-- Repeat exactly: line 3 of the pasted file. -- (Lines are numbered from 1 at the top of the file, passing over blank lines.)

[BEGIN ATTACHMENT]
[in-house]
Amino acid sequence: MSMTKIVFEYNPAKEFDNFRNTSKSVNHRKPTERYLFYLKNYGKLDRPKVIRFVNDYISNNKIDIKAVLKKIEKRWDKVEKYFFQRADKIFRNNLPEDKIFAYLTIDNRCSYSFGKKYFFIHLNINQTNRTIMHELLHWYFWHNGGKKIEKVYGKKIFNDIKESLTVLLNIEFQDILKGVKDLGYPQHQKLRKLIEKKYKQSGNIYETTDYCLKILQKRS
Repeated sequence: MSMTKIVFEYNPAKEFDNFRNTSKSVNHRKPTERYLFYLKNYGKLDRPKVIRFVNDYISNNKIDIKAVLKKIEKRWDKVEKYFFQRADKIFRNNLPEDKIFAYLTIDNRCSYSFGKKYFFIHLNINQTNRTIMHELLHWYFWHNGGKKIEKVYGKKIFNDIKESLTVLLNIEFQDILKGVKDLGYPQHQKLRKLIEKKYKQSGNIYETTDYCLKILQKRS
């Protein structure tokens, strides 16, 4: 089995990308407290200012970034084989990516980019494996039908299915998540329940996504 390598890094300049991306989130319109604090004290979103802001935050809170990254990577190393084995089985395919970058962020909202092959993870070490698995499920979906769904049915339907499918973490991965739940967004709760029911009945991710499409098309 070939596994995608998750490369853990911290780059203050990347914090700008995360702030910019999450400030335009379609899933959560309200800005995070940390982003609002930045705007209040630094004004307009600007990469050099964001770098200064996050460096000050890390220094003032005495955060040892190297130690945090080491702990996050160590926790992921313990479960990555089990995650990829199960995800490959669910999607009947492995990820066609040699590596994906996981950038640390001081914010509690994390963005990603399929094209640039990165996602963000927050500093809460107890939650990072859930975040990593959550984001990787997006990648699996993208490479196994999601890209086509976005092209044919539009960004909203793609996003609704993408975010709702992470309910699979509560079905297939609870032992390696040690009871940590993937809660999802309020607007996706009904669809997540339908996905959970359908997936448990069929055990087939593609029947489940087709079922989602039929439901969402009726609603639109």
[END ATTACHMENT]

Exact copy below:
Repeated sequence: MSMTKIVFEYNPAKEFDNFRNTSKSVNHRKPTERYLFYLKNYGKLDRPKVIRFVNDYISNNKIDIKAVLKKIEKRWDKVEKYFFQRADKIFRNNLPEDKIFAYLTIDNRCSYSFGKKYFFIHLNINQTNRTIMHELLHWYFWHNGGKKIEKVYGKKIFNDIKESLTVLLNIEFQDILKGVKDLGYPQHQKLRKLIEKKYKQSGNIYETTDYCLKILQKRS